ANU research shines light on how new seafloor forms

ANU research shines light on how new seafloor forms

Wednesday, March 21, 2018 — International research led by The Australian National University (ANU) and the University of Southampton has improved understanding of how ocean basins are created as new seafloor is generated along tectonic plate boundaries called mid-ocean ridges.

Lead researcher Dr Caroline Eakin from ANU said the new research provided the first global evidence of how mantle flow beneath oceanic transform faults, which connect the ridge segments, contributed to the seafloor spreading.

“We’ve provided a 3D view of how seafloor spreading takes place. Our findings confirm that upwelling beneath transform faults plays a vital role in stabilising these divergent plate boundaries,” said Dr Eakin from the ANU Research School of Earth Sciences.

“A fundamental feature of this seafloor spreading is the formation of transform faults. The characteristic ridge-transform geometry is a key component of plate tectonics and governs the creation of new seafloor.”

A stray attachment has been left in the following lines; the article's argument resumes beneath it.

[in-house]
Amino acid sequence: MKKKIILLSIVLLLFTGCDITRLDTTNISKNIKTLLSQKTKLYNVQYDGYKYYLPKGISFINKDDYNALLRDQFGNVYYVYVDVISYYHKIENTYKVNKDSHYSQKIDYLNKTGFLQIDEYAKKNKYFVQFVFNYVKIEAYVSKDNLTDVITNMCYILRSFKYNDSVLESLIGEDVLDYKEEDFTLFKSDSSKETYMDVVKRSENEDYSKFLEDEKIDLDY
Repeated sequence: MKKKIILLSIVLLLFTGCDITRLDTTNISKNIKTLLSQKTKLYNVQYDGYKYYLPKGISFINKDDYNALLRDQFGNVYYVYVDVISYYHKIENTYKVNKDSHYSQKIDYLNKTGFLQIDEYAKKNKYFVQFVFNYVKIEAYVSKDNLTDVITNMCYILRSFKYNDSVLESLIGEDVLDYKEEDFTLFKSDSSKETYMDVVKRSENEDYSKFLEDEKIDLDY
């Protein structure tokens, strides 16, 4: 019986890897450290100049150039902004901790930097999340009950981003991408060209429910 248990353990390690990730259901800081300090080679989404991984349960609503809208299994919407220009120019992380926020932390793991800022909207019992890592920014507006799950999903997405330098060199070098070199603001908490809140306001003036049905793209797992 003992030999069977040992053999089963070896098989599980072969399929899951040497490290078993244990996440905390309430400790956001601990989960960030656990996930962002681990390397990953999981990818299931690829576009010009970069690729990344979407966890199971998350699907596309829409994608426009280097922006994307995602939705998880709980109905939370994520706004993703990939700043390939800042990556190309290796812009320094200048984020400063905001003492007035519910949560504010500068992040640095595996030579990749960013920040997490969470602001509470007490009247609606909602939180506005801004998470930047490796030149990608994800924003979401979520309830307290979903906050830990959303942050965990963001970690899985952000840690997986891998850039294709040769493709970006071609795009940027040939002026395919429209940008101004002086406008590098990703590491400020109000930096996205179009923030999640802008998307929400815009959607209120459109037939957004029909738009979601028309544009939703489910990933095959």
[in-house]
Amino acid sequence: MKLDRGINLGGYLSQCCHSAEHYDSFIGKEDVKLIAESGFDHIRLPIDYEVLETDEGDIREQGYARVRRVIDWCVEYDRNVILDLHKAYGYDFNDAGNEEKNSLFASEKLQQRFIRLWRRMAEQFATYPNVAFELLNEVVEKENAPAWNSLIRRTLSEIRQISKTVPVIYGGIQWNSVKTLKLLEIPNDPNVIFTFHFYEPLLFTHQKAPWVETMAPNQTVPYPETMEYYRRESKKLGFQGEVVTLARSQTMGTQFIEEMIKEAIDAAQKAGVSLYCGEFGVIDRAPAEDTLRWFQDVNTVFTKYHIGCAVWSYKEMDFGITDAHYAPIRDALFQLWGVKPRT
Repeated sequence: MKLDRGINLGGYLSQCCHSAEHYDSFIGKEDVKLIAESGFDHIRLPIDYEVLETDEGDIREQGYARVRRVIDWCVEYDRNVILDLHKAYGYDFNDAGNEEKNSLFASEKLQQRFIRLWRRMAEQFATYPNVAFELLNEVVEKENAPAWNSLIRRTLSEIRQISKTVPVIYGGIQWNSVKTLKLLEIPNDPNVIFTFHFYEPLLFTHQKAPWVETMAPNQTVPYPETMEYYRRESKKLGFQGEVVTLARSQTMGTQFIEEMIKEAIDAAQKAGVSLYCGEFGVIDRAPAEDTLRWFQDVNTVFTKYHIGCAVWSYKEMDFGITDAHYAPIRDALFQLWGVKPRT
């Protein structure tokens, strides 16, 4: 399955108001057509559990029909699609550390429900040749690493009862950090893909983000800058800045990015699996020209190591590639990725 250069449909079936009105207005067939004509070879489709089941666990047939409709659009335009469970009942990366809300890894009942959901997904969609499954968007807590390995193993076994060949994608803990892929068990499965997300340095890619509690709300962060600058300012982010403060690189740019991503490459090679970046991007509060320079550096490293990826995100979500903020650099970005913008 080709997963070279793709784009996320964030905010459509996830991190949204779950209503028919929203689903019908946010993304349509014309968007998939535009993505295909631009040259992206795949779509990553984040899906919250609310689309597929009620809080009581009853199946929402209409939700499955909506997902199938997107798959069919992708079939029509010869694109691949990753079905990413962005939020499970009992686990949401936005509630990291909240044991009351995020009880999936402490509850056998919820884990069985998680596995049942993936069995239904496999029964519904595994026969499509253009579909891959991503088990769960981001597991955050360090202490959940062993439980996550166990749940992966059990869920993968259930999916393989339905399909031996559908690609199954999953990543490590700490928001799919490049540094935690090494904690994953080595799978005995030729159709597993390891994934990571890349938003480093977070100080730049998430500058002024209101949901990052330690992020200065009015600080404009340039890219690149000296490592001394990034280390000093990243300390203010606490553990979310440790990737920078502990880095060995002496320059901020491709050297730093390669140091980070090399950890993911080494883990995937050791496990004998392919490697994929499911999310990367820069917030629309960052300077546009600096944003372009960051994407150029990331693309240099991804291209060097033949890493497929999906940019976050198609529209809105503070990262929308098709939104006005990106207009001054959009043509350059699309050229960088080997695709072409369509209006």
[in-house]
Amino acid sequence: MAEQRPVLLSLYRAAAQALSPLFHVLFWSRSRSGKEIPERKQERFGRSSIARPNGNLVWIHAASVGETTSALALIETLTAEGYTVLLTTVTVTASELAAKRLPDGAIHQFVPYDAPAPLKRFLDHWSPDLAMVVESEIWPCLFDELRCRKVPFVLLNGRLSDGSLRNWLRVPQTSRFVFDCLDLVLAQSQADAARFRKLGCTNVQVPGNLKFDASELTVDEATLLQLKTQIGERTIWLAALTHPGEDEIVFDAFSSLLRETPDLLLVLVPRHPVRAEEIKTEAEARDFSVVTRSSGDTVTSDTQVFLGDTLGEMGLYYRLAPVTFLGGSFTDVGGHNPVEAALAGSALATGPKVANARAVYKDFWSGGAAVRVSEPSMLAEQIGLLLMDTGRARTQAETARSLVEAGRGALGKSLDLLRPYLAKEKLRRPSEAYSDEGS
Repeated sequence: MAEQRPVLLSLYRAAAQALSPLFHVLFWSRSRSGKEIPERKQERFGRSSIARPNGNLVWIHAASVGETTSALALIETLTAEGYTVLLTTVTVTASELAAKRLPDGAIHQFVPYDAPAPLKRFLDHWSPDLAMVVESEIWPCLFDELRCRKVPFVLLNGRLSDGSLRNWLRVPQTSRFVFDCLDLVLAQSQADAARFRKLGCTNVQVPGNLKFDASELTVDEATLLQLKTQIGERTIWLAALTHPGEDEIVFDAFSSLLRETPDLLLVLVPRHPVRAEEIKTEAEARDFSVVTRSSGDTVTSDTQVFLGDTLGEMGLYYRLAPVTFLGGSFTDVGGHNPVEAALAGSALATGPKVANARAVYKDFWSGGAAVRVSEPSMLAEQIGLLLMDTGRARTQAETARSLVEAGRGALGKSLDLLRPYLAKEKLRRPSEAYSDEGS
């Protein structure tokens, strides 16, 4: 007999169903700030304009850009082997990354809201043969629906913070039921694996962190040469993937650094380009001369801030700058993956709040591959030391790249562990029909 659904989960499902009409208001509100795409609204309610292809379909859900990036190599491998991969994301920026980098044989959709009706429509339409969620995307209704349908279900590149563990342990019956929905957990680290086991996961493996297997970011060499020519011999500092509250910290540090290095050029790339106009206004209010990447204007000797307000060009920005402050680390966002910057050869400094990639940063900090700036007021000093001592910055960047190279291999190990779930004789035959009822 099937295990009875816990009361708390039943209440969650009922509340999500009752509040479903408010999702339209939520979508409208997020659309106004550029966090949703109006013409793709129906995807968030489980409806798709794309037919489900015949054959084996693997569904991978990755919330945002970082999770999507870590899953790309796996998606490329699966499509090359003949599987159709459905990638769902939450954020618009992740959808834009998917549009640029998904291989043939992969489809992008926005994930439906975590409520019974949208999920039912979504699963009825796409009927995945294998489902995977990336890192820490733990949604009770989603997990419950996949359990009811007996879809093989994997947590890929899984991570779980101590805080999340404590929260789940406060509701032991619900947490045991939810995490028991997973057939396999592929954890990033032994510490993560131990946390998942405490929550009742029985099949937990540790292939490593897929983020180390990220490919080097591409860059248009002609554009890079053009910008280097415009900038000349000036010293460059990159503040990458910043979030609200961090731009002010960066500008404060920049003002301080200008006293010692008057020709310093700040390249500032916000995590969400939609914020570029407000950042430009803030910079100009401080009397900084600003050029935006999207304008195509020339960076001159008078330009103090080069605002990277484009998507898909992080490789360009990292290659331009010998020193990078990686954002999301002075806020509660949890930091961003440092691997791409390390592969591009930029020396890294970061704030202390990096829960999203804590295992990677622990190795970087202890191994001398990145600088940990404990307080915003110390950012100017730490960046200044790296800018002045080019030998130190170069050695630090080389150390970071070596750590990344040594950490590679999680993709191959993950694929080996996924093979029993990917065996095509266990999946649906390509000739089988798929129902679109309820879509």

Dr Eakin said mid-ocean ridges were important sites, potentially holding clues for the origin of life on Earth.

“Today, unique ecosystems exist along these ridges. Around volcanic hydrothermal vents the only life on Earth that is entirely independent of sunlight can be found,” she said.

“Mid-ocean ridges are also sites that produce precious metals such as gold and copper. When the heated water is released from hydrothermal vents at these sites, it precipitates mineral deposits on the surface of the seafloor.”  

Dr Eakin said most of Earth’s crust, both now and in the past, was formed along the global mid-ocean ridge system, where two oceanic plates are pulled apart.  

The research was published in the Journal of Geophysical Research: Solid Earth: https://agupubs.onlinelibrary.wiley.com/doi/full/10.1002/2017JB015176

 

FOR INTERVIEWS:

Dr Caroline Eakin
Research School of Earth Sciences
ANU College of Science
T: +61 2 6197 0083
M: +61 452 552 594
E: Caroline.Eakin@anu.edu.au

For media assistance, contact Will Wright from ANU media on +612 6125 7979, +61 478 337 740 or <media@anu.edu.au>.

A 3D image of the transform fault on the Mid-Atlantic Ridge from the Passive Imaging of the Lithosphere and Asthenosphere Boundary (PILAB) experiment. Credit: Nick Harmon and Catherine Rychert
A 3D image of the transform fault on the Mid-Atlantic Ridge from the Passive Imaging of the Lithosphere and Asthenosphere Boundary (PILAB) experiment. Credit: Nick Harmon and Catherine Rychert